35. Groff, P. (1998). Preventing reading failure. Portland, OR: Halcyon House.
36. Groff, P. & Seymour, D. Z. (1987). Word recognition. Springfield, IL: C.C. Thomas.
37. Grossen, B. (1997). 30 years of research: what we now know about how children learn to read. Santa Cruz, CA: Center for the Future of Teaching and Learning.
38. Grossen, B. & Carnine, D. (1990). Translating research on initial reading instruction into classroom practice. Interchange, 21, 15-23.
39. Grossen, B., Coulter, G., & Ruggles, B. (1996). Reading Recovery: An evaluation of benefits and costs. Effective School Practices, 15(3), 6-24.
40. Hedley, C. N., et al. (1995). Thinking and literacy. Hillsdale, NJ: Erlbaum.
41. Henderson, L. (1982). Orthography and word recognition in reading. New York, NY: Academic.
42. Heibert, E.H. (1996). Revisiting the question: What difference does Reading Recovery make to an age cohort? Educational Researcher, 25, 7, 26-28.
43. Hirsch, E. D. (1996). Reality's revenge: Research and ideology. American Educator, 20 (3), 4-5, 31-46.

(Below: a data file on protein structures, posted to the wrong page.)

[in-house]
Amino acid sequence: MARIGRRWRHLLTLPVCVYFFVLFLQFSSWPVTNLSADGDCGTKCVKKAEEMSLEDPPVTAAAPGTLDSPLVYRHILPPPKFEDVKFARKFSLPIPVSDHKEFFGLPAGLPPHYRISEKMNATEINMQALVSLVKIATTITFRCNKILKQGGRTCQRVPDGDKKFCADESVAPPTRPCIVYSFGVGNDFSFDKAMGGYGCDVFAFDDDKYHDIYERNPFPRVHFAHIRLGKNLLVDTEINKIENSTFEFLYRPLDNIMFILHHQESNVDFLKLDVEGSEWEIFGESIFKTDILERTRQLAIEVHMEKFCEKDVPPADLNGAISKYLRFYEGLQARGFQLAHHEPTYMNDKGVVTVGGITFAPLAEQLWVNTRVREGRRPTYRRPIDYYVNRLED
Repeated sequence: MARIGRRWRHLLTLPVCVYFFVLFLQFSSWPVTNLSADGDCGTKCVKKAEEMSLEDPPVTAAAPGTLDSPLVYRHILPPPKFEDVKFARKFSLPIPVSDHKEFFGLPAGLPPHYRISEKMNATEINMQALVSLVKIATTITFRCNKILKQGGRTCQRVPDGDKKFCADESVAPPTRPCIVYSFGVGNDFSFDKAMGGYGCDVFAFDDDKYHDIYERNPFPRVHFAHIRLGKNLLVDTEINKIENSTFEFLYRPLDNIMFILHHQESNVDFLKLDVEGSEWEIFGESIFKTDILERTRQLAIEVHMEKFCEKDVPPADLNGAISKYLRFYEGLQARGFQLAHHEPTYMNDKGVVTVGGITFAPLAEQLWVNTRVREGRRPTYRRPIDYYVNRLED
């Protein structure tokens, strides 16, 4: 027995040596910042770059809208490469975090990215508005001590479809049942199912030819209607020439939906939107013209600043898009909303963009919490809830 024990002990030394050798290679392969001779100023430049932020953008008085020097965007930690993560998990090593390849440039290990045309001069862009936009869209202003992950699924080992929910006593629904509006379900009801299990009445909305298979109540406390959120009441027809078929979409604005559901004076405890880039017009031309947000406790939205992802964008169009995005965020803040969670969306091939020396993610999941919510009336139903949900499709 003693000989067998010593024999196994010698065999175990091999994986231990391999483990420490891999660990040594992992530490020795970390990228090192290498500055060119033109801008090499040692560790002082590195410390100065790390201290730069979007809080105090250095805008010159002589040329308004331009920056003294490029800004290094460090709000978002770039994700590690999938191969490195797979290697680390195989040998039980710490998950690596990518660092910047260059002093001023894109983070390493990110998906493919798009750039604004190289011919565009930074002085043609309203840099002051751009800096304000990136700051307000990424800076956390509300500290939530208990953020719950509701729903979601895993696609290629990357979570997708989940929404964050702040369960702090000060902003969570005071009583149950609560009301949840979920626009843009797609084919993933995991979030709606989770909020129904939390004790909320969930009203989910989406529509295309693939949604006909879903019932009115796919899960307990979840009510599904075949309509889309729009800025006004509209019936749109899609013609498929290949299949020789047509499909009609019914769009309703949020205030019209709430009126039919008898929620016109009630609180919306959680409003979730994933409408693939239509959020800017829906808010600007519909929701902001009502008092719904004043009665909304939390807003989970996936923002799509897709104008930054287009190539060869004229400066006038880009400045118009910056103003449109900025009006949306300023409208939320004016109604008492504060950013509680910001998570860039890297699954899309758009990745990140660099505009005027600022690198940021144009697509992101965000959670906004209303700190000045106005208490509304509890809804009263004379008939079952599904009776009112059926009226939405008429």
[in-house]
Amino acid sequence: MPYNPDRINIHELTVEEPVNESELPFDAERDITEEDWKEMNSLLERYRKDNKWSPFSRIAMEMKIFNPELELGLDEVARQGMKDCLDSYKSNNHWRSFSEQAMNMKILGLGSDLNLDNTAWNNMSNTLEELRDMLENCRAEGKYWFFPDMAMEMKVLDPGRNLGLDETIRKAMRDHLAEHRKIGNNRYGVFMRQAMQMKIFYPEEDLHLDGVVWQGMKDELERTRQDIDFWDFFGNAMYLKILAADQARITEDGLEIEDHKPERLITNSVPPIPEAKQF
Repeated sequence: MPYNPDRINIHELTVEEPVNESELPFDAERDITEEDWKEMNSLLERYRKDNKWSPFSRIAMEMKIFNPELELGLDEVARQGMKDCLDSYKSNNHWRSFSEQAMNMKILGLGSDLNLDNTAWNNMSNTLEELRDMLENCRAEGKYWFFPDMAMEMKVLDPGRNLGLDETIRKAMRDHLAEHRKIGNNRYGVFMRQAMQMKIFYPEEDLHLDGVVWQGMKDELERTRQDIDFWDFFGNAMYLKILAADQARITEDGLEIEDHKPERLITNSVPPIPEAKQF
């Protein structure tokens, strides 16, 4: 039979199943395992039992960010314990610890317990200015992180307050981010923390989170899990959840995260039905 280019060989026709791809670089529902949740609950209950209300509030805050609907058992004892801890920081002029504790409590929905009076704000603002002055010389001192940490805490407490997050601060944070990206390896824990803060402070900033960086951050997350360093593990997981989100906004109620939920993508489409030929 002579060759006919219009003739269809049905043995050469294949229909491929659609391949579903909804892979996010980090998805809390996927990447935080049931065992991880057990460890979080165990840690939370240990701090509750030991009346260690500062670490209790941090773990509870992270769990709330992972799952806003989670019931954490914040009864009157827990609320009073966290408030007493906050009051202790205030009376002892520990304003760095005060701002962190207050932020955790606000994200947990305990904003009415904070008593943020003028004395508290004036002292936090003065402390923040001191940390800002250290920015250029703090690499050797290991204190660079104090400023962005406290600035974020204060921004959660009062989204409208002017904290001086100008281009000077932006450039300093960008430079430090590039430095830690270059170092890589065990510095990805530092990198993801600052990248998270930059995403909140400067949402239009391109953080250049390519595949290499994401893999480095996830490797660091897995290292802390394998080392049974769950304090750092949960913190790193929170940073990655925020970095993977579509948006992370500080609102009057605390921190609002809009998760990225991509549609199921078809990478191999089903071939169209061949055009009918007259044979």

44. Iverson, S. & Tunmer,W. E. (1993). Phonological processing skills and the Reading Recovery program. Journal of Educational Psychology, 85, 112-126.
45. Just, M. A. & Carpenter, P. A. (1987). The psychology of reading and language comprehension. Boston, MA: Allyn and Bacon.
46. Kameenui, E. (1991). Designing instructional strategies. Columbus, OH: Merrill.
47. Kavale, K. A. & Forness, S. R. (1987). Substance over style: Assessing the efficacy of modality testing and teaching. Exceptional Children, 54, 228-239.
48. Liberman, I. Y. & Liberman, A. M. (1990). Whole language vs. code emphasis: Underlying assumptions and their implications for reading instruction. Annals of Dyslexia, 40, 51-76.
49. Macmillan, B. (1997). Why schoolchildren can't read. London, UK: Institute of Economic Affairs.
50. McGuinness, D. (1997). Why our children can't read. New York, NY: Free Press.
51. McKenna, M. C. et al. (1990). Whole language: A research agenda for the nineties. Educational Researcher, 19 (8), 3-11.